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THE ABC GUIDE TO CONFLICT RESOLUTION

Resolution Architecture Designing a Resolution Ready Workplace

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John Crawley Part 2 of 4 Whitepaper Series Tel. 0845 600 8851

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The ABC of Workplace Conflict Resolution Resolution Architecture – Designing a Resolution Ready Workplace

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Accidental Resolution Architect It is unlikely that anyone who is reading this whitepaper would naturally describe themselves as ‘Resolution Architects’. If you adopt this role it is likely to be an add-on.

• An ongoing request for best practice conflict resolution policy, process and guidance material and case studies that your organisation is willing to share.

It is to you, the Accidental Resolution Architects, whom this whitepaper is aimed. Part 2 of The ABC Guide to Workplace Conflict Resolution – Resolution Architecture will help whether you are new to this subject or have already spent some time working on and redesigning your organisation’s approach to conflict resolution. It contains:

The remainder of the ABC Guide illustrates how to turn the improvements in ‘Resolution Architecture’ into reality using ‘Resolution Building Blocks’ and achieve long term conflict resolution culture change by working on your ‘Resolution Climate’.

• Ideas and concepts to help you identify key principles for resolution readiness. • Practical suggestions for how to join up existing elements of your policy and build in fairness.

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You can also apply these Architecture principles to your external interactions (between your organisation and contractors, supply line, customers, etc.) in addition to your internal interactions (between staff).

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The ABC of Workplace Conflict Resolution Resolution Architecture – Designing a Resolution Ready Workplace

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Improving Casework Through ADR Many organisations have been prompted to use mediation as an alternative to formal process by a current costly conflict or recent dispute catastrophe, such as:

A prolonged, costly, public conflict between two or more senior figures which has split teams, caused people to take time off work and been bad for business and reputation

A difficult formal grievance case which is resisting resolution and is getting bogged down in inconclusive interviews and investigation

A bullying situation where there is little hard evidence and no obvious point of closure.

In the UK over the last 10 to 15 years, mediation has successfully built a reputation as ‘alternative’ to more formal workplace conflict resolution processes. Hence the widespread use of the term ADR – Alternative Dispute Resolution. Organisations from all sectors have created internal mediation services, and there is steady use of external independent mediators. Budget holders have been encouraged to invest in mediation as there have been measurable casework successes and benefits associated with diverting casework away from formal procedures to mediation: • 80% plus resolution rates • More long-lasting resolution saving future expenditure • High user satisfaction levels which encourage engagement • Speedier resolution and thereby less time spent in resolution and more rapid return to work and capability • Rebuilding of confidence in complaints, grievance procedures If you get your Resolution Architecture right, your record on conflict resolution casework will improve and you will increase your return on investment. But why limit yourself to casework improvements, which limits the remit and delivery of mediation to internal and external specialists? If we follow the ADR argument, are we not just replacing one set of internal experts with another? They parachute in, do a good job, but are essentially remote. Real culture change and lasting value exists beyond the ADR approach with the ABC approach.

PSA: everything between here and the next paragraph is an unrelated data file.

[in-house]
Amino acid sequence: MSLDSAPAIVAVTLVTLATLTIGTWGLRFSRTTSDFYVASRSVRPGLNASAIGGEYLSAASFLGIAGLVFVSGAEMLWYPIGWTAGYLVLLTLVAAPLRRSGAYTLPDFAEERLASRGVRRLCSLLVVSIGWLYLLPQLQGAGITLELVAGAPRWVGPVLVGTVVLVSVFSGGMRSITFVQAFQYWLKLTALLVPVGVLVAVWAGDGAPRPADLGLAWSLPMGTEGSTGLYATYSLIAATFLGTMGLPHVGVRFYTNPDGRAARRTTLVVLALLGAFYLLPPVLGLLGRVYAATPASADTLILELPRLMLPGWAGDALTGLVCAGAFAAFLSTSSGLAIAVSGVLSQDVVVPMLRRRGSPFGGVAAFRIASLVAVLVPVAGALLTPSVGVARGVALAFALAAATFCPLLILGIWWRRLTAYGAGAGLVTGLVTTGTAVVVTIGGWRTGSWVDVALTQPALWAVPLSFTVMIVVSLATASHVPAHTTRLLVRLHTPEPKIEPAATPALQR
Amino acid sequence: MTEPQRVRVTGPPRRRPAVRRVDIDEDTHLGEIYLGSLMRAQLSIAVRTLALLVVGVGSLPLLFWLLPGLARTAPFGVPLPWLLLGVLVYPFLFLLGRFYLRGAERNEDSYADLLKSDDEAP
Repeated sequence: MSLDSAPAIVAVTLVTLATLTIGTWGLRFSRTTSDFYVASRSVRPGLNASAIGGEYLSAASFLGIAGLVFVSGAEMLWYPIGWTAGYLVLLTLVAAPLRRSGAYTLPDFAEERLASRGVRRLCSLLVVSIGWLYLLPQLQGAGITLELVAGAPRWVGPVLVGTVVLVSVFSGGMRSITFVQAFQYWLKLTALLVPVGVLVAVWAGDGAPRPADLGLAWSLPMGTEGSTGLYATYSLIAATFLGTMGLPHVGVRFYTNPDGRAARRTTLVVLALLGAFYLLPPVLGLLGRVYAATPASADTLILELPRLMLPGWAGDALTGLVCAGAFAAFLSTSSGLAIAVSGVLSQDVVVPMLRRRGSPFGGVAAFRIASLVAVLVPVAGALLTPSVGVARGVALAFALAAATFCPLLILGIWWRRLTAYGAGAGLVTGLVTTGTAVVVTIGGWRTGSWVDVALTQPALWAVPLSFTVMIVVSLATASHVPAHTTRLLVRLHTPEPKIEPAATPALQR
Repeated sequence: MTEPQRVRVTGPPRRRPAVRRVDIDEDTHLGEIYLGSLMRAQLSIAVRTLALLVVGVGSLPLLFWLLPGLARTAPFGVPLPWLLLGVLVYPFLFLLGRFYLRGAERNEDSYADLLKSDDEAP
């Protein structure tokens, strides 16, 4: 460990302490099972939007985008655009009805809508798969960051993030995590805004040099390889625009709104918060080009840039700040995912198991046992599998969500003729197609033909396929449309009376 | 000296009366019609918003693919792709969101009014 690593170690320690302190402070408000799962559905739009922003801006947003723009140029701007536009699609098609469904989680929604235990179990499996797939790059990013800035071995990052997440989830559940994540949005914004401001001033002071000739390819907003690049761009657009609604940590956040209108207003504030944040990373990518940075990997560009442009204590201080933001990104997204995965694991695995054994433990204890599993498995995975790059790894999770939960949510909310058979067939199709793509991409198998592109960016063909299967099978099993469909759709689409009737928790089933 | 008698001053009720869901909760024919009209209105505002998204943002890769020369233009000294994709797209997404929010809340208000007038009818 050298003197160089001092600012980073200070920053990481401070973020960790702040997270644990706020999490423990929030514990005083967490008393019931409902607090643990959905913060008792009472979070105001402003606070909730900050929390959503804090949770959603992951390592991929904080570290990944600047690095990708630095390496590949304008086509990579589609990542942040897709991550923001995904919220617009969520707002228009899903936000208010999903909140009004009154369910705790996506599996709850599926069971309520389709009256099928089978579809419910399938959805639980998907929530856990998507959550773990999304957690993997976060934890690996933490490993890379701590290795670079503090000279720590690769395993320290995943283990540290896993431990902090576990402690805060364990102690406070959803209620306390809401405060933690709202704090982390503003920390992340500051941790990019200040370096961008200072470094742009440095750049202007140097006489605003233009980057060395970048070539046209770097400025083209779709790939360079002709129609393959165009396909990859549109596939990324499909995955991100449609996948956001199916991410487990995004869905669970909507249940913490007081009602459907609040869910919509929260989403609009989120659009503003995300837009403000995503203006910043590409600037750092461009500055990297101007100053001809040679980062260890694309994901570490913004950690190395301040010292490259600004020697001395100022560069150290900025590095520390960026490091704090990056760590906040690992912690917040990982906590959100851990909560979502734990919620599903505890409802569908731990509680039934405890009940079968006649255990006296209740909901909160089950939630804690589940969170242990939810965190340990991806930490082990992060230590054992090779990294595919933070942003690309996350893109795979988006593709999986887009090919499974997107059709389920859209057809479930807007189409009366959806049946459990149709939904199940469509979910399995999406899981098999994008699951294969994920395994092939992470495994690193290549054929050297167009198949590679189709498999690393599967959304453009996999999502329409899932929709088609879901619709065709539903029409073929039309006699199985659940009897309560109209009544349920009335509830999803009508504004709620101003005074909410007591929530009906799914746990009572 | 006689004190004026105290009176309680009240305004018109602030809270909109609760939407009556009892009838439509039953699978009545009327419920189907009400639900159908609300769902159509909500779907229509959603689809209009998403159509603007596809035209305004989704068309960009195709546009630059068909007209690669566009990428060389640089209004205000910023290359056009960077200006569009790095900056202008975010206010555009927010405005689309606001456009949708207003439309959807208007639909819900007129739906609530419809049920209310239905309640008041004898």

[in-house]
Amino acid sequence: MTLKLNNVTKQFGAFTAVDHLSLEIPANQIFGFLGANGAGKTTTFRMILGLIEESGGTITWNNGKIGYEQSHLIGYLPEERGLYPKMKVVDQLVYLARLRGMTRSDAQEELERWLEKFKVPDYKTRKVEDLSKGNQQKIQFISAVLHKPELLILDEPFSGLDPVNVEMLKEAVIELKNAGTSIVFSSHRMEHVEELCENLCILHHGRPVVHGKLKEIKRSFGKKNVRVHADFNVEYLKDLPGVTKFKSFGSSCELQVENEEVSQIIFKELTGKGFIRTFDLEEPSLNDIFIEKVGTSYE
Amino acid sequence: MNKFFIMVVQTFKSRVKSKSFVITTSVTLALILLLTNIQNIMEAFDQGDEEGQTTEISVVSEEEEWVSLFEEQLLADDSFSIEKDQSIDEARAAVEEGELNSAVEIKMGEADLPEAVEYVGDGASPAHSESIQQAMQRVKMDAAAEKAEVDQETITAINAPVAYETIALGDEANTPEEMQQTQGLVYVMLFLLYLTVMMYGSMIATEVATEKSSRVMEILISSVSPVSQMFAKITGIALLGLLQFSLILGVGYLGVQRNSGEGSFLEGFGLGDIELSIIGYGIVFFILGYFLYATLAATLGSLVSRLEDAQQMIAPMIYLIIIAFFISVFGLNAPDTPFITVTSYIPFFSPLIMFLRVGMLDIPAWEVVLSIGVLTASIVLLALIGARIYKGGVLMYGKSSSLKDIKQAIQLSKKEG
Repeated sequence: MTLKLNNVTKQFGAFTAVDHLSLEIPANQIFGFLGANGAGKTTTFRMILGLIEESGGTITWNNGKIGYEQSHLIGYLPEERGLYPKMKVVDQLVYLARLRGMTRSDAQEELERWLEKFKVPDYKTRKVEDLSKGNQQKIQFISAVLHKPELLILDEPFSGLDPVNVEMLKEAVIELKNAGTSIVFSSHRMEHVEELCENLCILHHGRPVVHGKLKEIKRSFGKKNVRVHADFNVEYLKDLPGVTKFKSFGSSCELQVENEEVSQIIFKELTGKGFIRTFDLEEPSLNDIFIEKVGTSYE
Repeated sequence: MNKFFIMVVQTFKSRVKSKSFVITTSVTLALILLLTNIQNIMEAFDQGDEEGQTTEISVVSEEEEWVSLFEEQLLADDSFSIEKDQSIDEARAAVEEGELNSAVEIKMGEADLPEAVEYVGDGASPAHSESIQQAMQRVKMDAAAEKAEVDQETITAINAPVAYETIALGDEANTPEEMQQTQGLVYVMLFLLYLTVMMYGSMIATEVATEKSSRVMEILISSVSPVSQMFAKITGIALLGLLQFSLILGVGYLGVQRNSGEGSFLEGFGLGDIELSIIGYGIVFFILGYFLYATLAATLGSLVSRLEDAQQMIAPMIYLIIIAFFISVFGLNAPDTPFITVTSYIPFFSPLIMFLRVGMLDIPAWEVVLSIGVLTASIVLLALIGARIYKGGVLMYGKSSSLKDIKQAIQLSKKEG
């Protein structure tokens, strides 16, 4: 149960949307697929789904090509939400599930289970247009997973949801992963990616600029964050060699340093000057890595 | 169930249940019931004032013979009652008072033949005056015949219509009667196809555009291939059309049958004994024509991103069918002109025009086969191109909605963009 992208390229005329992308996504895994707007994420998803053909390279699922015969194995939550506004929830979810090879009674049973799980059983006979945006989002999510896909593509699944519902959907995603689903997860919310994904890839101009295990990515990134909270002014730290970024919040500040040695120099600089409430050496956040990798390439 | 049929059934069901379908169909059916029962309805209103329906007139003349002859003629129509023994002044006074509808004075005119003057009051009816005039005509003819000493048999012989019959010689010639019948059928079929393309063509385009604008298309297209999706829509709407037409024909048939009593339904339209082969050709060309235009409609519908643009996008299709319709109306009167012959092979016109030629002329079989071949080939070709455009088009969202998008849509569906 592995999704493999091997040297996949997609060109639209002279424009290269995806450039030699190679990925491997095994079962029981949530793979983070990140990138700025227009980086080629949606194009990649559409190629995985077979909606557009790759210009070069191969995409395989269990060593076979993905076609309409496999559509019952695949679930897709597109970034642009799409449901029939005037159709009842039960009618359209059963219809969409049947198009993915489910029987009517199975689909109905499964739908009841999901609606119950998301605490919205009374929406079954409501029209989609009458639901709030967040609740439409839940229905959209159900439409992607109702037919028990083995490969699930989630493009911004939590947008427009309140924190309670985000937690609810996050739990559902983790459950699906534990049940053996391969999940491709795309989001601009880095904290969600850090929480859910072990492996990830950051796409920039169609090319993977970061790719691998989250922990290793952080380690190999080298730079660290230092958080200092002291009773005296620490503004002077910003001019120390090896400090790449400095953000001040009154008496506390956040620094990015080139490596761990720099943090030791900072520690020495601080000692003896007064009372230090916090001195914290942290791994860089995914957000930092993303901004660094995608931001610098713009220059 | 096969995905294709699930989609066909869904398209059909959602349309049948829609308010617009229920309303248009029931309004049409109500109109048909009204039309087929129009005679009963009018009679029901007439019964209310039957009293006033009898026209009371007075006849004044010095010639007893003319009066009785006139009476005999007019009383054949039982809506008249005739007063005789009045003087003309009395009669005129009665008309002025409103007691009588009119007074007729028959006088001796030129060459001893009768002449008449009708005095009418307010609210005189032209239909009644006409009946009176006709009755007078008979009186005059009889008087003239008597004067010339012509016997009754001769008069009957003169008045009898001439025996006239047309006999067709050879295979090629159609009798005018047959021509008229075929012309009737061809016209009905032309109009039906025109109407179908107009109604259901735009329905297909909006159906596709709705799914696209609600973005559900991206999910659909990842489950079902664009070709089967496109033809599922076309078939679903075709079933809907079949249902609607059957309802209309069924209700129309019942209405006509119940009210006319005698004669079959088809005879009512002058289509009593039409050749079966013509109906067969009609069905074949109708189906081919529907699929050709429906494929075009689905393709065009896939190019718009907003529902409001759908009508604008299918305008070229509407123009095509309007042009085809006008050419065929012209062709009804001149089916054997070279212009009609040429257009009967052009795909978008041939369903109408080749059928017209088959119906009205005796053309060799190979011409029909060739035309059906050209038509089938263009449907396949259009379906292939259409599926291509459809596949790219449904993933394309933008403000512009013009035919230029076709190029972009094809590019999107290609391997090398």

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The ABC of Workplace Conflict Resolution Resolution Architecture – Designing a Resolution Ready Workplace

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Beyond ADR - The Resolution Pyramid Disputes between employee / employer Facilitated resolution

“The Complaints Pyramid epitomised the virtue of encouraging early resolution, welcoming complaints rather than seeing them as negative.”

Issues raised locally and resolved

Early Resolution The Workplace Resolution Pyramid is a visualisation of a joined-up approach to conflict resolution owned and resourced across the whole organisation. It is not a new idea; its roots are traced back to the Complaints Pyramid and the thinking around dispute resolution system design in the 1980s, which underpins most current workplace resolution practice. The Complaints Pyramid epitomised the virtue of encouraging early resolution, welcoming complaints rather than seeing them as negative. This required a re-design of procedures encouraging more junior customer-facing staff to respond to complaints and resolve them early rather than escalating them. If that was not possible or appropriate, the complaint was moved on to more senior, specialist staff, re-examined and resolved relatively informally either by righting the wrong,